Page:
Cost-effective technologies are available to remove arsenic in groundwater. Why then do tens of millions still fall ill to this chronic problem?
High natural levels of arsenic are characteristic of the groundwater supply in many countries, including Bangladesh, India, Nepal, Mongolia, and the United States.
Some of the contamination is caused by mining, fertilizers and pesticides, waste disposal, and manufacturing, but mostly it is due to arsenic leeching — dissolved from rocks underground by highly acidic water.
At least 140 million people in 50 countries have drinking water containing arsenic at levels above the World Health Organization (WHO) guideline — 10 μg/L (micrograms per litre). In some places, people are using groundwater with arsenic levels 10 times or more the WHO’s recommended limit.
This exposure, through drinking water and crops irrigated with contaminated water, can lead to severe health, social and economic consequences, including arsenicosis (symptomized by muscular weakness, mld psychological effects), skin lesions, and cancers (lung, liver, kidney, bladder, and skin). The social implications of these health impacts include stigmatization, isolation, and social instability.
Arsenic-related health problems lead to significant economic losses due to lost productivity in many places. In Bangladesh, where the groundwater arsenic problem is most acute, the economic burden from lost productivity is expected to reach an estimated US$ 13.8 billion in about 10 years.
There are many technologies today that, broadly speaking, use one of six approaches to remove arsenic, described in an abundance of scientific studies. Between 2014 to 2018 alone, over 17,400 papers were published describing elements of the problem and a myriad of low-cost treatment technologies.
A report, published by the UN University’s Canadian-based Institute for Water, Environment and Health, draws on 31 peer-reviewed, comparable research papers that appeared between 1996 and 2018, each describing new technologies tested in laboratories and/or in field studies. The papers covered:
* 23 lab-tested technologies that used groundwater from nine countries (Argentina, Bangladesh, Cambodia, China, Guatemala, India, Thailand, the United States, and Vietnam) and demonstrated arsenic removal efficiencies ranging from 50% to almost 100%, with a majority reaching over 90%. About half achieved the WHO standard of 10 µg/L.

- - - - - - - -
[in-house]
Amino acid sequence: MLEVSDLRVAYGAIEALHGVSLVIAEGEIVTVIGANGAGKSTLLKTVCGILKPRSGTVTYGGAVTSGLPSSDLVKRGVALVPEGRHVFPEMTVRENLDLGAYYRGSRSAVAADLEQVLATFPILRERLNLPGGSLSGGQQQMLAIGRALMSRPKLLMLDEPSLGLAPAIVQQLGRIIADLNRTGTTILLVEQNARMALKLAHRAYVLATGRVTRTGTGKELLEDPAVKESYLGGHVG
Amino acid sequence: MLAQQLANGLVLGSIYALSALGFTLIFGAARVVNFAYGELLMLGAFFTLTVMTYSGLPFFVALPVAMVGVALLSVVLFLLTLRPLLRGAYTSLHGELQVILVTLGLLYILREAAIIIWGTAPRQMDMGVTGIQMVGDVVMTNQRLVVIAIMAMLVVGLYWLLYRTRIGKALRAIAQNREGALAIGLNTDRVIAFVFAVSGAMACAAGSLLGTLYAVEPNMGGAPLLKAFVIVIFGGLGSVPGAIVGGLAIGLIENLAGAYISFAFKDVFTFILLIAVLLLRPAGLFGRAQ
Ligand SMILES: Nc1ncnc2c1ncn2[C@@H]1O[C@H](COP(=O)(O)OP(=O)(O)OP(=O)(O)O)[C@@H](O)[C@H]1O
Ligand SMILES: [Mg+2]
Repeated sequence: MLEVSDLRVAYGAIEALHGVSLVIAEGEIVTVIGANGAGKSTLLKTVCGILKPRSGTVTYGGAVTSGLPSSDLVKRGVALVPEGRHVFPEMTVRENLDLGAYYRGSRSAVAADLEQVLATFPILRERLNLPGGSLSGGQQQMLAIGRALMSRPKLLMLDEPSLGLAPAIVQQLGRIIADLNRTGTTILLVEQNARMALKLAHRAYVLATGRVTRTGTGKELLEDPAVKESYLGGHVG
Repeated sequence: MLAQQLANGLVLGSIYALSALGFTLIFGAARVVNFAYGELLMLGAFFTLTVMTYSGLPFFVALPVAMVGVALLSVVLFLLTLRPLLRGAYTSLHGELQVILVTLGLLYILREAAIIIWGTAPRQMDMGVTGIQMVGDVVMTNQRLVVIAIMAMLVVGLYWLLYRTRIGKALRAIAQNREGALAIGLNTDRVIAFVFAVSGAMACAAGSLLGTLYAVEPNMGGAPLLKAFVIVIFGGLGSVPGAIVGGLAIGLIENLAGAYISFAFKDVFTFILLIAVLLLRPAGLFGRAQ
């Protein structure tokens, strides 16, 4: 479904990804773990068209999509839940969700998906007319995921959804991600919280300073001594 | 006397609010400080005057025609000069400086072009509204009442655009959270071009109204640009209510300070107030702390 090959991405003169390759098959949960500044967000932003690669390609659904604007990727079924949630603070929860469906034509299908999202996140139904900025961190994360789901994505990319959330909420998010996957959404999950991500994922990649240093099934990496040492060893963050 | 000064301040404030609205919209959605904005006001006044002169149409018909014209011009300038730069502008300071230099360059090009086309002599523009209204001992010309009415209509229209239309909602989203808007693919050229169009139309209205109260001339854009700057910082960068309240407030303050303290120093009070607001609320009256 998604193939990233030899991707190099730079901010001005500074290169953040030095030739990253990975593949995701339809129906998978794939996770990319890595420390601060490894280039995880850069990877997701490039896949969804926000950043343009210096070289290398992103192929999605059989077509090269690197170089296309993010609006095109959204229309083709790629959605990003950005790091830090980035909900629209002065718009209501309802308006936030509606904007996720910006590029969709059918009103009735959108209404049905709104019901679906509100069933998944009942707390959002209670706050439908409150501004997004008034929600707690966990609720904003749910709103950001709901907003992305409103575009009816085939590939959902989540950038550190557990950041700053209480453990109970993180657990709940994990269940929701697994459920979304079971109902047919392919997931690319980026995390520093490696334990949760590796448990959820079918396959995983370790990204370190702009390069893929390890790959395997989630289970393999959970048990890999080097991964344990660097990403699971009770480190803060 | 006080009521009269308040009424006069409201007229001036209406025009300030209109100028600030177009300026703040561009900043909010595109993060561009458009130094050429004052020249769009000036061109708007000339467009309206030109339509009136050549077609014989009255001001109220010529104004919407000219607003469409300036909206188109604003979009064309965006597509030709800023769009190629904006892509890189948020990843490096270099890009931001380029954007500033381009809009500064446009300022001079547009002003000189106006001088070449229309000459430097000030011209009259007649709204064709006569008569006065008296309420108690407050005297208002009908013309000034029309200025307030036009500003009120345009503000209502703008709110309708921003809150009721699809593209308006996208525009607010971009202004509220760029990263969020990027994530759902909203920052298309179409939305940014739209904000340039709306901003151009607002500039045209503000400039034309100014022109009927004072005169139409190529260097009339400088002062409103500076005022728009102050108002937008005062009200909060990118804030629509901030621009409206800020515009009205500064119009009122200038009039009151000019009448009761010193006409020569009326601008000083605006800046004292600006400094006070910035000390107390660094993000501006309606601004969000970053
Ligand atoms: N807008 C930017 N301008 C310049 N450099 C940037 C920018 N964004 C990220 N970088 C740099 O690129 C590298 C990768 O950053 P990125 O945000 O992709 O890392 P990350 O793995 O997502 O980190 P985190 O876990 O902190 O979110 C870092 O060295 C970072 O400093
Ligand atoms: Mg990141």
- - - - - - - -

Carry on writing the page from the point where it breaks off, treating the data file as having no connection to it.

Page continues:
* 14 technologies tested at the household or community level (in Argentina, Bangladesh, Chile, China, India, and Nicaragua) achieved arsenic removal efficiency levels ranging from 60% to about 99%, with 10 removing more than 90%. Only five reached the established WHO standard.
For lab-tested technologies, the cost of treating one cubic meter of water ranged from near-zero to about US$ 93, except for one technology (US$ 299 per m³). For field tested technologies, the cost of treating a cubic meter of water ranged from near-zero to about US$ 70.
No single technology offers a universal solution, but the report helps point to remedies likely to prove most economical and efficient given the many variables present in different locations worldwide.
Key factors influencing removal efficiencies and costs are:
- the arsenic concentration of the influent water,
- pH of the influent water,
- materials used,
- the energy required,
- absorption capacity,
- labour used,
- regeneration period and
- geographical location
The report also notes that a technology can only be considered efficient if it successfully removes arsenic to a level that meets or exceeds the WHO standard of 10 µg/L.
Bangladesh, China and India and some other countries with resource constraints or certain environmental circumstances – such as very high arsenic concentrations in groundwater – set higher, easier-to-reach national arsenic concentration targets.
In Bangladesh, for example, where the nationally-acceptable arsenic limit in water is set to 50 µg/L, it’s estimated that more than 20 million people consume water with arsenic levels even higher than the national standard.
Globally, despite international efforts, millions of people are exposed to arsenic concentrations reaching 100 µg/L or more.
While national limits higher than the WHO standard may help policymakers report better arsenic reduction results, if a country feels that the situation is coming under control it may reduce the sense of urgency in policy circles to eradicate the problem, and the population continues to suffer from ingesting high levels of arsenic.
A limit less stringent than the WHO guideline effectively shifts attention from the problem and impacts and postpones the best health outcome for citizens — and needlessly so, given the technologies available.
The technologies in hand today can significantly reduce the numbers of people affected by this public health problem. Needed is a sustained, concerted effort from policymakers, engineers, healthcare providers, donors, and community leaders to achieve quantifiable and sustainable impacts.
Over the next decade, we need wide-scale implementation of remediation solutions to meet the WHO standard and achieve two key Sustainable Development Goals: SDG 3 (“Good health and wellbeing” and SDG 6 (“Clean water and sanitation”).
We have cost-effective tools to alleviate and ultimately eradicate the problem of arsenic-contaminated water consumption. Let’s use them.
Read the report here.